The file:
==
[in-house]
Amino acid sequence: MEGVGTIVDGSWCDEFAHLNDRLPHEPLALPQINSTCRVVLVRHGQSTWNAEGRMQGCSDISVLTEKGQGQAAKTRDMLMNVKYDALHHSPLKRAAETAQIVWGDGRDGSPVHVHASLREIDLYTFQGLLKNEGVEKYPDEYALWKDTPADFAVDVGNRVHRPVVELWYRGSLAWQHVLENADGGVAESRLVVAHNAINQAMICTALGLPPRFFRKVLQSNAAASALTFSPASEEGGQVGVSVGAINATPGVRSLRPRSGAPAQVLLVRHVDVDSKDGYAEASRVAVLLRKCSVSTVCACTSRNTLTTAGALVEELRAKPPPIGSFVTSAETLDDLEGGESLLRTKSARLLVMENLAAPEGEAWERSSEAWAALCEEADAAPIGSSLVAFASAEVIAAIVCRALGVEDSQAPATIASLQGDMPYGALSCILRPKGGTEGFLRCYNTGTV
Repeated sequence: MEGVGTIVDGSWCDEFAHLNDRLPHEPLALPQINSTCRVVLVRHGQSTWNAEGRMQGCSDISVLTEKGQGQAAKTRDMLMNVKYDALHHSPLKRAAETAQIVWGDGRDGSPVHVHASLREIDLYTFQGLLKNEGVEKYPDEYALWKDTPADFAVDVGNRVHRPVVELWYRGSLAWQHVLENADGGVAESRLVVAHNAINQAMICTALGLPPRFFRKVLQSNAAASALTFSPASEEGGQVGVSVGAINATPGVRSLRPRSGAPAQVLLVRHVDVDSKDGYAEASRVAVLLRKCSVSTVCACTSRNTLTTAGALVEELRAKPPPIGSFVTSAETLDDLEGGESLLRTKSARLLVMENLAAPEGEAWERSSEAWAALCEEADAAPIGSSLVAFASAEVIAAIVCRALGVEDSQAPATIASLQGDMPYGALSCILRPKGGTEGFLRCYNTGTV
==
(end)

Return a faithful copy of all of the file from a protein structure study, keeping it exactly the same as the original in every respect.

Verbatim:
[in-house]
Amino acid sequence: MEGVGTIVDGSWCDEFAHLNDRLPHEPLALPQINSTCRVVLVRHGQSTWNAEGRMQGCSDISVLTEKGQGQAAKTRDMLMNVKYDALHHSPLKRAAETAQIVWGDGRDGSPVHVHASLREIDLYTFQGLLKNEGVEKYPDEYALWKDTPADFAVDVGNRVHRPVVELWYRGSLAWQHVLENADGGVAESRLVVAHNAINQAMICTALGLPPRFFRKVLQSNAAASALTFSPASEEGGQVGVSVGAINATPGVRSLRPRSGAPAQVLLVRHVDVDSKDGYAEASRVAVLLRKCSVSTVCACTSRNTLTTAGALVEELRAKPPPIGSFVTSAETLDDLEGGESLLRTKSARLLVMENLAAPEGEAWERSSEAWAALCEEADAAPIGSSLVAFASAEVIAAIVCRALGVEDSQAPATIASLQGDMPYGALSCILRPKGGTEGFLRCYNTGTV
Repeated sequence: MEGVGTIVDGSWCDEFAHLNDRLPHEPLALPQINSTCRVVLVRHGQSTWNAEGRMQGCSDISVLTEKGQGQAAKTRDMLMNVKYDALHHSPLKRAAETAQIVWGDGRDGSPVHVHASLREIDLYTFQGLLKNEGVEKYPDEYALWKDTPADFAVDVGNRVHRPVVELWYRGSLAWQHVLENADGGVAESRLVVAHNAINQAMICTALGLPPRFFRKVLQSNAAASALTFSPASEEGGQVGVSVGAINATPGVRSLRPRSGAPAQVLLVRHVDVDSKDGYAEASRVAVLLRKCSVSTVCACTSRNTLTTAGALVEELRAKPPPIGSFVTSAETLDDLEGGESLLRTKSARLLVMENLAAPEGEAWERSSEAWAALCEEADAAPIGSSLVAFASAEVIAAIVCRALGVEDSQAPATIASLQGDMPYGALSCILRPKGGTEGFLRCYNTGTV